Metastasis is the main cause of death from solid tumors including colorectal cancer (CRC). My long-term goal is to develop more selective therapeutic options to prevent or reduce the incidence of CRC metastasis by understanding how changes in de novo fatty acid synthesis contribute to metastatic disease. Fatty acid synthase (FASN), a key enzyme of de novo lipid synthesis, is significantly upregulated and activated in CRC, and its activity is associated with poor prognosis, higher risk of disease recurrence, and death. I have identified FASN as a potential target for advanced stages of disease and showed that upregulation of this enzyme is a key mechanism supporting metastasis in CRC. However, the underlying mechanisms of regulation of metastasis by FASN are still poorly understood. This NCI Transition Career Development Award (K22) application proposes a comprehensive research and training plan to study the role of FASN in regulation of cancer cells survival and metastasis in CRC. Two novel mechanisms of regulation of survival and metastasis by FASN in CRC will be elucidated in this proposal. First, preliminary studies show that overexpression of FASN is associated with an increase in cellular respiration, including ?-oxidation, inhibition of autophagy, and accumulation of lipid droplets. Therefore, Aim 1 will elucidate the role of FASN in reprogramming of metabolic pathways and lipid storage in order to maintain energy homeostasis and promote survival of cancer cells. Furthermore, our preliminary studies suggest that the primary product of de novo fatty acid synthesis, palmitate, is selectively used for sphingolipid synthesis and overexpression of FASN increases the level of sphingosine-1-phosphate (S1P), a bioactive sphingolipid, known to stimulate migration and invasion of cancer cells. Therefore, in Aim 2, I will test the hypothesis that FASN promotes metastasis via activation of sphingosine kinases and an increase in S1P signaling. I will utilize biological samples from patients, human primary cells and PDX models, which are the most advanced models for pre-clinical target and drug evaluations. These models will be used in conjunction with state-of-the-art approaches, including Stable Isotope-Resolved Metabolomics (SIRM) to evaluate the effect of FASN overexpression on cancer metabolism. The differential expression of FASN in normal versus cancer cells makes de novo lipogenesis a desirable target for therapeutic intervention. I anticipate that the proposed work will significantly advance our understanding of the role of FASN in advanced CRC and potentially lead to the development of novel therapeutic strategies to treat this disease.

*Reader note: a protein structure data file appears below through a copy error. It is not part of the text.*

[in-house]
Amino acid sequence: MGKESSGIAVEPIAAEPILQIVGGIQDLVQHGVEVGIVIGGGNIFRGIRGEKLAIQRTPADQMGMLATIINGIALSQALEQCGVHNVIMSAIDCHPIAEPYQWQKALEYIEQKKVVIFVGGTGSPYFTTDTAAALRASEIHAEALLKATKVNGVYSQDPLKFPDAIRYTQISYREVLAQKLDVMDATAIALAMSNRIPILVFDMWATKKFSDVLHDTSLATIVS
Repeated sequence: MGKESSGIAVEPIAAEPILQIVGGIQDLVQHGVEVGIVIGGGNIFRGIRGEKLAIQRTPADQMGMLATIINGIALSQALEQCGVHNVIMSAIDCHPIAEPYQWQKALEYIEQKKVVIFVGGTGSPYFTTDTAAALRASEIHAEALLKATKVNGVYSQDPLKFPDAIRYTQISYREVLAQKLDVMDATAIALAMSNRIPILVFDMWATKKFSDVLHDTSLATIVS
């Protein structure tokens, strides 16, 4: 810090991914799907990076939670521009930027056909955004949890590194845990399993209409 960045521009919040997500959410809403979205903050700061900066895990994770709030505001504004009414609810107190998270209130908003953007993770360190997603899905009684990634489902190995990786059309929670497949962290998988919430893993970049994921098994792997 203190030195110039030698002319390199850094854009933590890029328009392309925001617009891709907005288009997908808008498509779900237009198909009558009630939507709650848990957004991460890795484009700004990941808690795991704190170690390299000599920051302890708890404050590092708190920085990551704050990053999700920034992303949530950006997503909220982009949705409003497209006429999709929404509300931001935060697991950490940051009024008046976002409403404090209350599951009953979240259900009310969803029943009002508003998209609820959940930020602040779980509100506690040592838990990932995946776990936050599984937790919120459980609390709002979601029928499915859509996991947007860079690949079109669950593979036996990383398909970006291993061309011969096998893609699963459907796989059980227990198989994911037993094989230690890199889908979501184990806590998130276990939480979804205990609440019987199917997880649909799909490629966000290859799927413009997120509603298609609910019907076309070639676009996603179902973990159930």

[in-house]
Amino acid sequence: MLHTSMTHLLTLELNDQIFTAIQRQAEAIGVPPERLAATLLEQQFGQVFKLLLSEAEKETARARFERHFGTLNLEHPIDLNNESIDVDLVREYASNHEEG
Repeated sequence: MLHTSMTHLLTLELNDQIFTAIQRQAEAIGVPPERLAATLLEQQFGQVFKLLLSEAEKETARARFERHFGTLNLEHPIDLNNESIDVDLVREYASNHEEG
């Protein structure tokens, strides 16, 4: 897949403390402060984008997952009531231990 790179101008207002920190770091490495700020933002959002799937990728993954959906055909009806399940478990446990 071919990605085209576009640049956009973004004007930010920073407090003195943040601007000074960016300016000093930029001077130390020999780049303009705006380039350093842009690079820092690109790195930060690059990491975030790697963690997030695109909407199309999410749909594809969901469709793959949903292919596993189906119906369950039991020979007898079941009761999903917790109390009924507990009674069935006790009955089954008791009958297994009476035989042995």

Public Health Relevance

Colorectal cancer is the 3rd most common newly diagnosed cancer and the 2nd most common cause of cancer death among men and women in the Unites States, with a majority of the mortality associated with metastatic cancer that has spread to other organs. We have proposed to investigate the role of Fatty Acid Synthase, a key enzyme of lipid synthesis, in advanced disease. The completion of this study will help develop better therapeutic strategies for the treatment of colorectal cancer and other solid cancers.

National Institute of Health (NIH)
National Cancer Institute (NCI)
Career Transition Award (K22)
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Subcommittee I - Transistion to Independence (NCI)
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Jakowlew, Sonia B
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University of Kentucky
Internal Medicine/Medicine
Schools of Medicine
United States
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